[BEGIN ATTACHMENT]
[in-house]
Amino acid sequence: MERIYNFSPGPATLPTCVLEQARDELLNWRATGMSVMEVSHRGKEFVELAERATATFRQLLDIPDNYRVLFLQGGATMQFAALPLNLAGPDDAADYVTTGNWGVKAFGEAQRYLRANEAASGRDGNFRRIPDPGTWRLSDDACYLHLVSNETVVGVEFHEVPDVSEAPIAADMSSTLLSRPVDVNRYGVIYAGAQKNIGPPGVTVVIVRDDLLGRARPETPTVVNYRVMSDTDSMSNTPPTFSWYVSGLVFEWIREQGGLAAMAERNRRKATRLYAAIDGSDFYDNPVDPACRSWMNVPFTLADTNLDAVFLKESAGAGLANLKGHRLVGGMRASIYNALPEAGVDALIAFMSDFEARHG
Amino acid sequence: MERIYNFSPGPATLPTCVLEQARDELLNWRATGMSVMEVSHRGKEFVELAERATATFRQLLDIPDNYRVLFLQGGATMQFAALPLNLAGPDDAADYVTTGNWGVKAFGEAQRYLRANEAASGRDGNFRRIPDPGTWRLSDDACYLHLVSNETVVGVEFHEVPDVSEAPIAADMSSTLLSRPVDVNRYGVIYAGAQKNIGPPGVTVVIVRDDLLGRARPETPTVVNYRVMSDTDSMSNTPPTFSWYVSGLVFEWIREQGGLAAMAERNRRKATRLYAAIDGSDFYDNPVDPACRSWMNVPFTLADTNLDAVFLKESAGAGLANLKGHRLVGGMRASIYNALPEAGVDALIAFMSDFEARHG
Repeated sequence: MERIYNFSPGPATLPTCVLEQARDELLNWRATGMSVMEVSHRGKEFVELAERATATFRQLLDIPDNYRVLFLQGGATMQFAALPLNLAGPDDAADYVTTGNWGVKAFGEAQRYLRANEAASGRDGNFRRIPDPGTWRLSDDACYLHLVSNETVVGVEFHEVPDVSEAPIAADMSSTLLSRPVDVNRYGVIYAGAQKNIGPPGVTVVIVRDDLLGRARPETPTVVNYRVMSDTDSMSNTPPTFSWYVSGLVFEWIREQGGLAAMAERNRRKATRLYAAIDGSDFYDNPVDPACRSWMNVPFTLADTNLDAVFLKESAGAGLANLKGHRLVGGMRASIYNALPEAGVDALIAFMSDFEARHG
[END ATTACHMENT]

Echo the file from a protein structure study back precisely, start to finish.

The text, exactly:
[in-house]
Amino acid sequence: MERIYNFSPGPATLPTCVLEQARDELLNWRATGMSVMEVSHRGKEFVELAERATATFRQLLDIPDNYRVLFLQGGATMQFAALPLNLAGPDDAADYVTTGNWGVKAFGEAQRYLRANEAASGRDGNFRRIPDPGTWRLSDDACYLHLVSNETVVGVEFHEVPDVSEAPIAADMSSTLLSRPVDVNRYGVIYAGAQKNIGPPGVTVVIVRDDLLGRARPETPTVVNYRVMSDTDSMSNTPPTFSWYVSGLVFEWIREQGGLAAMAERNRRKATRLYAAIDGSDFYDNPVDPACRSWMNVPFTLADTNLDAVFLKESAGAGLANLKGHRLVGGMRASIYNALPEAGVDALIAFMSDFEARHG
Amino acid sequence: MERIYNFSPGPATLPTCVLEQARDELLNWRATGMSVMEVSHRGKEFVELAERATATFRQLLDIPDNYRVLFLQGGATMQFAALPLNLAGPDDAADYVTTGNWGVKAFGEAQRYLRANEAASGRDGNFRRIPDPGTWRLSDDACYLHLVSNETVVGVEFHEVPDVSEAPIAADMSSTLLSRPVDVNRYGVIYAGAQKNIGPPGVTVVIVRDDLLGRARPETPTVVNYRVMSDTDSMSNTPPTFSWYVSGLVFEWIREQGGLAAMAERNRRKATRLYAAIDGSDFYDNPVDPACRSWMNVPFTLADTNLDAVFLKESAGAGLANLKGHRLVGGMRASIYNALPEAGVDALIAFMSDFEARHG
Repeated sequence: MERIYNFSPGPATLPTCVLEQARDELLNWRATGMSVMEVSHRGKEFVELAERATATFRQLLDIPDNYRVLFLQGGATMQFAALPLNLAGPDDAADYVTTGNWGVKAFGEAQRYLRANEAASGRDGNFRRIPDPGTWRLSDDACYLHLVSNETVVGVEFHEVPDVSEAPIAADMSSTLLSRPVDVNRYGVIYAGAQKNIGPPGVTVVIVRDDLLGRARPETPTVVNYRVMSDTDSMSNTPPTFSWYVSGLVFEWIREQGGLAAMAERNRRKATRLYAAIDGSDFYDNPVDPACRSWMNVPFTLADTNLDAVFLKESAGAGLANLKGHRLVGGMRASIYNALPEAGVDALIAFMSDFEARHG